On Saturday, May 12th, I rolled out of bed early and headed on up to Franconia Notch for some peak bagging. I had decided I would depart from the Lafayette Place Campground because that would provide the most options for the day. I could bag Cannon and the North East Peak of the Cannon Balls. Or, I could bag the Kinsmans. Or, if I was feeling good, I could bag all four. I had read in the AMC White Mountain Guide, that the approach to Cannon was fairly steep, so I decided to head their with fresh legs first.
I departed from the campground around 8:30 am. It was a beautiful, cloudless morning and the temps were already in the 50’s. I hit the Lonesome Lake Trail behind a couple of guys who had said they were heading towards the Kinsmans. When I got to the turn-off for the Hi-Cannon Trail, they continued along the Lonesome Lake Trail. The Hi-Cannon Trail was pretty narrow trail that had a few blow downs on it, but they were easy to step-over or duck-under. The trail had several switchbacks, and before I knew it, I came to an unmarked trail junction. I paused to catch my breath, and review the map, and couldn’t quite figure out what was going on. According to the map, the Hi-Cannon Trail should have gone .8 miles before it reached a trail junction with the Dodge Cutoff. I had read a recent trail log that mentioned that the Dodge Cutoff wasn’t marked well. But, despite how hard I was sweating/breathing, I didn’t think I had gone .8 miles on that stretch.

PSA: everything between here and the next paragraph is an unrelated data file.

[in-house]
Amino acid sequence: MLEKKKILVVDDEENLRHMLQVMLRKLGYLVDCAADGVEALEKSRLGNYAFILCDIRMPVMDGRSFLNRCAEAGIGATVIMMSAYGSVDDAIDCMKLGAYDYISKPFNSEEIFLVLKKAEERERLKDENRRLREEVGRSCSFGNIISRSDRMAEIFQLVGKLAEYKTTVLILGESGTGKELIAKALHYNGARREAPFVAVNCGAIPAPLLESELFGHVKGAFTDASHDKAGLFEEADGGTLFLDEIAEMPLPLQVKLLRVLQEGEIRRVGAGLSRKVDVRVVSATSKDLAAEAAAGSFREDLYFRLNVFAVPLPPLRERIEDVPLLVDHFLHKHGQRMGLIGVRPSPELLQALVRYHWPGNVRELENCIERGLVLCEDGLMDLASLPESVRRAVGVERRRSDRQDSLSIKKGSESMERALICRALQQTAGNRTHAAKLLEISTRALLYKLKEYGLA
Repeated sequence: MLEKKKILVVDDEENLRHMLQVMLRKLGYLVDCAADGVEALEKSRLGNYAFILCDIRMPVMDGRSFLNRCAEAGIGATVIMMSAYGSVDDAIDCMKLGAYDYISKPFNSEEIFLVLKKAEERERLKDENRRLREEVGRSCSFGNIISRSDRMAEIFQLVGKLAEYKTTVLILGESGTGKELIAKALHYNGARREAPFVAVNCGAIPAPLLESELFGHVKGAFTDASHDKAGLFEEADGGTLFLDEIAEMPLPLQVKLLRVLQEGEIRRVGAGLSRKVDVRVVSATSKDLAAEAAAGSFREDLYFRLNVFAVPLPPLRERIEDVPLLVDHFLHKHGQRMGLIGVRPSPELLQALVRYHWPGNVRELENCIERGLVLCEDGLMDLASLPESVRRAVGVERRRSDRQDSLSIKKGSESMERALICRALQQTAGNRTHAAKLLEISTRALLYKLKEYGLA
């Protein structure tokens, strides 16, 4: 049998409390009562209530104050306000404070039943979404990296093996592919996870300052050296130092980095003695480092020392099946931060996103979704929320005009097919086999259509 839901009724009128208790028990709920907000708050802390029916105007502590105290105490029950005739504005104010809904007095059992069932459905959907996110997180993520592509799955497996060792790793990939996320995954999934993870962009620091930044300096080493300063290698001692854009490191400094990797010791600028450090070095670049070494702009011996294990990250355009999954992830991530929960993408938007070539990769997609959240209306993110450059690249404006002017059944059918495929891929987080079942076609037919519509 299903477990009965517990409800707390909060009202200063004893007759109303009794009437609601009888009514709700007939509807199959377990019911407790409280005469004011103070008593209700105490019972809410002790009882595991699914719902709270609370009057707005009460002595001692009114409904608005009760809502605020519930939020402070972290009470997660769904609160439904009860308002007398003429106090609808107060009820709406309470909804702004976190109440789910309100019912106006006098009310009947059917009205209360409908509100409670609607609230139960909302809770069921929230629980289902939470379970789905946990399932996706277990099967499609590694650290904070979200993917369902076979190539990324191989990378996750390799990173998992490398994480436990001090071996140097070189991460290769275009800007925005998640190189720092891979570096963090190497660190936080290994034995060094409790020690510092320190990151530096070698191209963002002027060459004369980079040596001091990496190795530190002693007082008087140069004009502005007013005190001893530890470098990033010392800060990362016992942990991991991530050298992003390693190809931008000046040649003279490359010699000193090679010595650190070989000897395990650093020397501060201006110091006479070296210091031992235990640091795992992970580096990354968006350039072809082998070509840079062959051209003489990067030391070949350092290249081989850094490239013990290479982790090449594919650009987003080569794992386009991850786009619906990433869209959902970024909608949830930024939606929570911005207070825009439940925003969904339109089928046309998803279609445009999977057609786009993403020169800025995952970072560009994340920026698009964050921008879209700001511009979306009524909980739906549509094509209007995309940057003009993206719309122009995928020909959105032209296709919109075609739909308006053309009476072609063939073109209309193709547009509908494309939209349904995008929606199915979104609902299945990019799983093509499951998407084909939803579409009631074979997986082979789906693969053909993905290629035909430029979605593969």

As I was putting the map away, I saw the two guys hiking up the trail that were supposed to be going to the Kinsmans. At that point, I thought, “Hmph. I guess they changed their minds.” But, I didn’t say anything. I continued hiking ahead of them. After a few moments, I found myself at the shores of Lonesome Lake, looking towards North Kinsman. Somehow, I must have missed a trail junction while on the Hi-Cannon Trail, and ended up back on the Lonesome Lake Trail. Whatever trail it was, wasn’t marked on my map and the intersection certainly isn’t marked on the tail, either. It was a bit annoying as I knew it was going to add some unneeded mileage to my day. But, no harm no foul. I pressed on, deciding to continue up the Lonesome Lake Trail to Kinsman Ridge. Over the next mile, half of it was fairly steep.